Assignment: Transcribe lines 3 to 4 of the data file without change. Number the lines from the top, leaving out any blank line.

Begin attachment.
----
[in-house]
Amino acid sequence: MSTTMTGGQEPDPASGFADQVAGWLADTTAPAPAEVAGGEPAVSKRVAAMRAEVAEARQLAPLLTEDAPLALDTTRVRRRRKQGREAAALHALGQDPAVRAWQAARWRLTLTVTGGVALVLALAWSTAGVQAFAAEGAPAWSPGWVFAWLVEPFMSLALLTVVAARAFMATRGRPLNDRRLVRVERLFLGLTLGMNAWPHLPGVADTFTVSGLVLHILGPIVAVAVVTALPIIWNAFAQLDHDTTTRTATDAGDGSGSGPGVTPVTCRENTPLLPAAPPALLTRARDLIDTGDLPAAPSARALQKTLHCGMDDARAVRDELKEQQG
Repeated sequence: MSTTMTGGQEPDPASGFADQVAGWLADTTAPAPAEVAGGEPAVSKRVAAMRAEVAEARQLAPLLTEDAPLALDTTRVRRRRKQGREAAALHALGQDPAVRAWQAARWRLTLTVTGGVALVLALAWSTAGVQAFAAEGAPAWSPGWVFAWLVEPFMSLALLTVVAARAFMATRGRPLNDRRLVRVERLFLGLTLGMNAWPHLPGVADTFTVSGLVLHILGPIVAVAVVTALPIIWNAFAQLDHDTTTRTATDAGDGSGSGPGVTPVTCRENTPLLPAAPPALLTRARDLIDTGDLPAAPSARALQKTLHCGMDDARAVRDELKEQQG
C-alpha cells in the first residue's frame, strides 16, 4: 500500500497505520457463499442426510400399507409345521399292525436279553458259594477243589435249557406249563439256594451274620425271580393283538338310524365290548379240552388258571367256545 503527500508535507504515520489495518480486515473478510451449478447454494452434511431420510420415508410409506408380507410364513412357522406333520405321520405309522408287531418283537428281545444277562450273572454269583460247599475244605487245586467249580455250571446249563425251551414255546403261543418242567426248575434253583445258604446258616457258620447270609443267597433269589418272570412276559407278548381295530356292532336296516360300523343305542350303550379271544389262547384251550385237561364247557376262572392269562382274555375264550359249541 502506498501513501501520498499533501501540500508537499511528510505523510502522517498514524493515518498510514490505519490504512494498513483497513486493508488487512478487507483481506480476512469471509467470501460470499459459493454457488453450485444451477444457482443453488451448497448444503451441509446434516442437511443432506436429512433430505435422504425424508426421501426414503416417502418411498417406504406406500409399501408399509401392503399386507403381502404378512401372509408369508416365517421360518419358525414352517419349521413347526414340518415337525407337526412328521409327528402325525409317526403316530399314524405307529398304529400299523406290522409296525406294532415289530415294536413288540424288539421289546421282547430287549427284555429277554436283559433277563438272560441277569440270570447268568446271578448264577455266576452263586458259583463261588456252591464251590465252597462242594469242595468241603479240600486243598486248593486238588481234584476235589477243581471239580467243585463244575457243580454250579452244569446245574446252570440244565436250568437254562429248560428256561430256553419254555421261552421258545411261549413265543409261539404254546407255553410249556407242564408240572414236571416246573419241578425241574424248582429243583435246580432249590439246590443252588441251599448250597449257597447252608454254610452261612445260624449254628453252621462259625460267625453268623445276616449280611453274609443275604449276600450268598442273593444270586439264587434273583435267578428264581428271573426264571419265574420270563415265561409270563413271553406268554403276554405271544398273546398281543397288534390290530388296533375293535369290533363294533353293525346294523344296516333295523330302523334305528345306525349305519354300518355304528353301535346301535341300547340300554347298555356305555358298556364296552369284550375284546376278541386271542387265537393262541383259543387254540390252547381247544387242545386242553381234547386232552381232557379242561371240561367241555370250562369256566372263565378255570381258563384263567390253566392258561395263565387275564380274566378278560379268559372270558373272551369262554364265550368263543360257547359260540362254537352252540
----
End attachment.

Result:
Repeated sequence: MSTTMTGGQEPDPASGFADQVAGWLADTTAPAPAEVAGGEPAVSKRVAAMRAEVAEARQLAPLLTEDAPLALDTTRVRRRRKQGREAAALHALGQDPAVRAWQAARWRLTLTVTGGVALVLALAWSTAGVQAFAAEGAPAWSPGWVFAWLVEPFMSLALLTVVAARAFMATRGRPLNDRRLVRVERLFLGLTLGMNAWPHLPGVADTFTVSGLVLHILGPIVAVAVVTALPIIWNAFAQLDHDTTTRTATDAGDGSGSGPGVTPVTCRENTPLLPAAPPALLTRARDLIDTGDLPAAPSARALQKTLHCGMDDARAVRDELKEQQG
C-alpha cells in the first residue's frame, strides 16, 4: 500500500497505520457463499442426510400399507409345521399292525436279553458259594477243589435249557406249563439256594451274620425271580393283538338310524365290548379240552388258571367256545 503527500508535507504515520489495518480486515473478510451449478447454494452434511431420510420415508410409506408380507410364513412357522406333520405321520405309522408287531418283537428281545444277562450273572454269583460247599475244605487245586467249580455250571446249563425251551414255546403261543418242567426248575434253583445258604446258616457258620447270609443267597433269589418272570412276559407278548381295530356292532336296516360300523343305542350303550379271544389262547384251550385237561364247557376262572392269562382274555375264550359249541 502506498501513501501520498499533501501540500508537499511528510505523510502522517498514524493515518498510514490505519490504512494498513483497513486493508488487512478487507483481506480476512469471509467470501460470499459459493454457488453450485444451477444457482443453488451448497448444503451441509446434516442437511443432506436429512433430505435422504425424508426421501426414503416417502418411498417406504406406500409399501408399509401392503399386507403381502404378512401372509408369508416365517421360518419358525414352517419349521413347526414340518415337525407337526412328521409327528402325525409317526403316530399314524405307529398304529400299523406290522409296525406294532415289530415294536413288540424288539421289546421282547430287549427284555429277554436283559433277563438272560441277569440270570447268568446271578448264577455266576452263586458259583463261588456252591464251590465252597462242594469242595468241603479240600486243598486248593486238588481234584476235589477243581471239580467243585463244575457243580454250579452244569446245574446252570440244565436250568437254562429248560428256561430256553419254555421261552421258545411261549413265543409261539404254546407255553410249556407242564408240572414236571416246573419241578425241574424248582429243583435246580432249590439246590443252588441251599448250597449257597447252608454254610452261612445260624449254628453252621462259625460267625453268623445276616449280611453274609443275604449276600450268598442273593444270586439264587434273583435267578428264581428271573426264571419265574420270563415265561409270563413271553406268554403276554405271544398273546398281543397288534390290530388296533375293535369290533363294533353293525346294523344296516333295523330302523334305528345306525349305519354300518355304528353301535346301535341300547340300554347298555356305555358298556364296552369284550375284546376278541386271542387265537393262541383259543387254540390252547381247544387242545386242553381234547386232552381232557379242561371240561367241555370250562369256566372263565378255570381258563384263567390253566392258561395263565387275564380274566378278560379268559372270558373272551369262554364265550368263543360257547359260540362254537352252540